// Initialize all 40 objects
        Processes = new Dictionary <Type, Process> () {
            { typeof(ProcessX), new ProcessX },
            { typeof(ProcessY), new ProcessY }
        };

        // Start them all. This could be moved to a function.
        foreach ( var process in Processes ) {
            process.Start();
        }
        while ( running ) {

        } 

        // Stop or cancel a specific process by type.
        Stop<ProcessX>();

        // or stop all processes
        foreach( var process in Processes ) {
            process.Stop();
        }
    }

    public static void Stop<T> () {
        if ( Processes.TryGetValue ( typeof(T), out Process process) ) {
            process.Stop();
        }
    }
}
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  • that's how it all started, but now there is over 40 of these objects and it becomes much less clear than new ProcessX(), new ProcessY(), etc.
    – Thomas
    Commented Apr 10, 2019 at 15:22
  • Hey, I updated my answer to better suite your situation. Commented Apr 10, 2019 at 15:36
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I would suggest creating a disposable service manager:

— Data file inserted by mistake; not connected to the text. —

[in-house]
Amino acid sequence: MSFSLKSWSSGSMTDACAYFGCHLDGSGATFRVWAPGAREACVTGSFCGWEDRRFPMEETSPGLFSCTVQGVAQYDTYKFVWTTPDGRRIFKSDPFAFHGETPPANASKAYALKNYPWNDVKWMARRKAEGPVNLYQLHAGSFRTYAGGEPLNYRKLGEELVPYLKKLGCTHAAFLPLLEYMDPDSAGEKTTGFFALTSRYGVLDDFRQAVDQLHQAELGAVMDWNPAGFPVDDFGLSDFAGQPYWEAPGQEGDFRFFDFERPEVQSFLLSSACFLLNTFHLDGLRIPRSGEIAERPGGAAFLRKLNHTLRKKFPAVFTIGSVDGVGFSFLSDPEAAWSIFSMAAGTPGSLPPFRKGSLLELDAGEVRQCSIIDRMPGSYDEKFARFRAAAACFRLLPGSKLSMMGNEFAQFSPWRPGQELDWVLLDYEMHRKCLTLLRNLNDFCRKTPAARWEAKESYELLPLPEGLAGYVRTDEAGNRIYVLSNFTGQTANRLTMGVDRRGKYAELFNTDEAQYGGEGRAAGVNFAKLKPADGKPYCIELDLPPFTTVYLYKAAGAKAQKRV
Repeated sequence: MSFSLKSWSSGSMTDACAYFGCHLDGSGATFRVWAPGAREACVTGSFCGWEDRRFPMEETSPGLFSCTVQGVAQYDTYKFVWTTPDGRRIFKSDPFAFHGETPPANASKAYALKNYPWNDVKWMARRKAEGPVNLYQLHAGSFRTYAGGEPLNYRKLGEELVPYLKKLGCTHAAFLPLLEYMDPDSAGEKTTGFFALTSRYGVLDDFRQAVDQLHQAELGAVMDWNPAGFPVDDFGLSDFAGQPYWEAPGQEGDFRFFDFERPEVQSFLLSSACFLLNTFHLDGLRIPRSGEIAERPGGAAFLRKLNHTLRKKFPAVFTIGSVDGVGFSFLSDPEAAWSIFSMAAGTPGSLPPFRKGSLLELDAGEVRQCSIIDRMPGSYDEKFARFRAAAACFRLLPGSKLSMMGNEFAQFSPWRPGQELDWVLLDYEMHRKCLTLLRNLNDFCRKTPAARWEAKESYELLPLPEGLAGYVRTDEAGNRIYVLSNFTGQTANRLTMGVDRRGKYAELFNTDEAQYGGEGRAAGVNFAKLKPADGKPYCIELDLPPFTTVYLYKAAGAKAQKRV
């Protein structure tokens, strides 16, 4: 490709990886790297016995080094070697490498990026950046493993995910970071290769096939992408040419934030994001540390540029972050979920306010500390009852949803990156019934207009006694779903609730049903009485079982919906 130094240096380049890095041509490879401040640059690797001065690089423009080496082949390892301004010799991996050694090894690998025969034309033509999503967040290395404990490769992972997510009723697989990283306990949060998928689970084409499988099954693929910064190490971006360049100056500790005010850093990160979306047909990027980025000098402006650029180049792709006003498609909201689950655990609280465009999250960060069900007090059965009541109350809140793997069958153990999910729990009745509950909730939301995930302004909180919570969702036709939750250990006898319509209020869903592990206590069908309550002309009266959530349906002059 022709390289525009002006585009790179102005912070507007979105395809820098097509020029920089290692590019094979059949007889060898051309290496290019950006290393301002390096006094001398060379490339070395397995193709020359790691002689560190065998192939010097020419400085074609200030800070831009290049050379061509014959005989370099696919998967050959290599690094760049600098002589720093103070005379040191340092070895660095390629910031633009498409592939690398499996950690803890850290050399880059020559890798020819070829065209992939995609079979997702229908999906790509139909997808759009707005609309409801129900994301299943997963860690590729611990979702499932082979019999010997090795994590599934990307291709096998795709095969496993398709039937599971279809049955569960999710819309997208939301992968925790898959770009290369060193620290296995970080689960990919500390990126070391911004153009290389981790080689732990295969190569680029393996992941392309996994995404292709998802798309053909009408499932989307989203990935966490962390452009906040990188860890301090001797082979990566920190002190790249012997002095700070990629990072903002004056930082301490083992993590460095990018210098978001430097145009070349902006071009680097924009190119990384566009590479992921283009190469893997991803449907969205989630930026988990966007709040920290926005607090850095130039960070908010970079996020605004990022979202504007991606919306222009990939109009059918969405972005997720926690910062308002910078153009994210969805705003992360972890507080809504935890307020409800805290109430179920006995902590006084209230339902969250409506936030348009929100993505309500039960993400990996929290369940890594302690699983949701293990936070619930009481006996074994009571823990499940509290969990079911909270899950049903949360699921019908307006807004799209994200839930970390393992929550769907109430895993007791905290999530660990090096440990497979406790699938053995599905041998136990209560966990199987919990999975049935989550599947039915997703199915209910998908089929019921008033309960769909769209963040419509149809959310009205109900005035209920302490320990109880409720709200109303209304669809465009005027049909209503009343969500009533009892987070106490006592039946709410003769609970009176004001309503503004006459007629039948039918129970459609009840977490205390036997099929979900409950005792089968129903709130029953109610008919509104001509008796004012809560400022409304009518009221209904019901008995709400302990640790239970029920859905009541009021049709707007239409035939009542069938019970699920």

class ServiceManager : IDisposable
{

    private IDisposable _startServices()
    {
        var d = new CompositeDisposable();

        new StartProcessX().DisposeWith(d); // those clasess should implement IDisposable and stop the work when disposed
        new StartProcessY().DisposeWith(d);
        new StartProcessZ().DisposeWith(d);

        return d;
    }

    public void StartServices()
    {
       _services = _startServices(); 
      // do some logging or whatever
    }


    public void StopServices()
    {
       _services?.Dispose(); 
    }

    public void Dispose()
    {
      StopServices();
    }
}

That way it's very readable, even if there is a lot of services, and easily managable when stopping the services.